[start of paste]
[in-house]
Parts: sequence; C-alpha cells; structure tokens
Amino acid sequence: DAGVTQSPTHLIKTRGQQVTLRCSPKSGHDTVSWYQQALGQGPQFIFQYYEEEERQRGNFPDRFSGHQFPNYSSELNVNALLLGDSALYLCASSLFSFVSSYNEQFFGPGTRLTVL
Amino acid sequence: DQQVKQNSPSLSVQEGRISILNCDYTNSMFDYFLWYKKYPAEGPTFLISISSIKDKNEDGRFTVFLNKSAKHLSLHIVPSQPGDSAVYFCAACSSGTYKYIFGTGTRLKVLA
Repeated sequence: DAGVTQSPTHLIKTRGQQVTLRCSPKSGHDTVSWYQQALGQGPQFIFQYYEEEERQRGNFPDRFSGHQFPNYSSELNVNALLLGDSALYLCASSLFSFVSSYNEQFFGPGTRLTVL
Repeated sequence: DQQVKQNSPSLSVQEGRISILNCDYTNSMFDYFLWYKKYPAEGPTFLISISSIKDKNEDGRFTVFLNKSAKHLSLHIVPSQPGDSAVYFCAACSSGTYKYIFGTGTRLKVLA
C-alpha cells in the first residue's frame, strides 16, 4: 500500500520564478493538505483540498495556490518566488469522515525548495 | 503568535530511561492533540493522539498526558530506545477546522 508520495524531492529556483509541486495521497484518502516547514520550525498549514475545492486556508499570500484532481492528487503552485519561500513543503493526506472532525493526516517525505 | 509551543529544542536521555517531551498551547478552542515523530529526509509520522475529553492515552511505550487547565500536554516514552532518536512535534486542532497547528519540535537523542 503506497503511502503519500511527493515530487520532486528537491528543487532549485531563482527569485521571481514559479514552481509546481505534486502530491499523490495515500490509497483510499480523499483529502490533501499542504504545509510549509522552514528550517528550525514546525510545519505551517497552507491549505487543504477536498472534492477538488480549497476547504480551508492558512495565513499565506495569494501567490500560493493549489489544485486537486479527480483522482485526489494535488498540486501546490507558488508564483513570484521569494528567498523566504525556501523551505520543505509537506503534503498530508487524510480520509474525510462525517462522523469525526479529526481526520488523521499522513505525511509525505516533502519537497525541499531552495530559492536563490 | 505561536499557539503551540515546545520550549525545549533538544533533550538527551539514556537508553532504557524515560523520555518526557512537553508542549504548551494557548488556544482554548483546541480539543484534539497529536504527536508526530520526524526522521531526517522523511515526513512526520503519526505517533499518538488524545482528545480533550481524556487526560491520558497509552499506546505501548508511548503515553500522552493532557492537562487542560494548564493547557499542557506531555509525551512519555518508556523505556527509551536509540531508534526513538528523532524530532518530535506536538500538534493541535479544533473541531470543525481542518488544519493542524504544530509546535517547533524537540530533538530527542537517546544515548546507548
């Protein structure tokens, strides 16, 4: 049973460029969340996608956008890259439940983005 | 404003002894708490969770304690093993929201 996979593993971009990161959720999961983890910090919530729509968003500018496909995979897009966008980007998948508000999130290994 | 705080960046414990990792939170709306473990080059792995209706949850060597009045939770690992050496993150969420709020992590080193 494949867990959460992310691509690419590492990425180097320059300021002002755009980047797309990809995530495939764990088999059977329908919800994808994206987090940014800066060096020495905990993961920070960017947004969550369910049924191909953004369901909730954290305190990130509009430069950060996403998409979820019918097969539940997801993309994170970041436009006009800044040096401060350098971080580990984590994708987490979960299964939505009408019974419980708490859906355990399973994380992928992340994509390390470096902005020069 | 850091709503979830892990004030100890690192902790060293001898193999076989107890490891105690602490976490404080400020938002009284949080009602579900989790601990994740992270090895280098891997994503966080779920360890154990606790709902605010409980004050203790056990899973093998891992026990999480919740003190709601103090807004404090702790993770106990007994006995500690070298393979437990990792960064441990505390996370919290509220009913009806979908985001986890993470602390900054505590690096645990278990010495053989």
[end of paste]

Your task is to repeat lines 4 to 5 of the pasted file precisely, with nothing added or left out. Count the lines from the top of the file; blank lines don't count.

Amino acid sequence: DQQVKQNSPSLSVQEGRISILNCDYTNSMFDYFLWYKKYPAEGPTFLISISSIKDKNEDGRFTVFLNKSAKHLSLHIVPSQPGDSAVYFCAACSSGTYKYIFGTGTRLKVLA
Repeated sequence: DAGVTQSPTHLIKTRGQQVTLRCSPKSGHDTVSWYQQALGQGPQFIFQYYEEEERQRGNFPDRFSGHQFPNYSSELNVNALLLGDSALYLCASSLFSFVSSYNEQFFGPGTRLTVL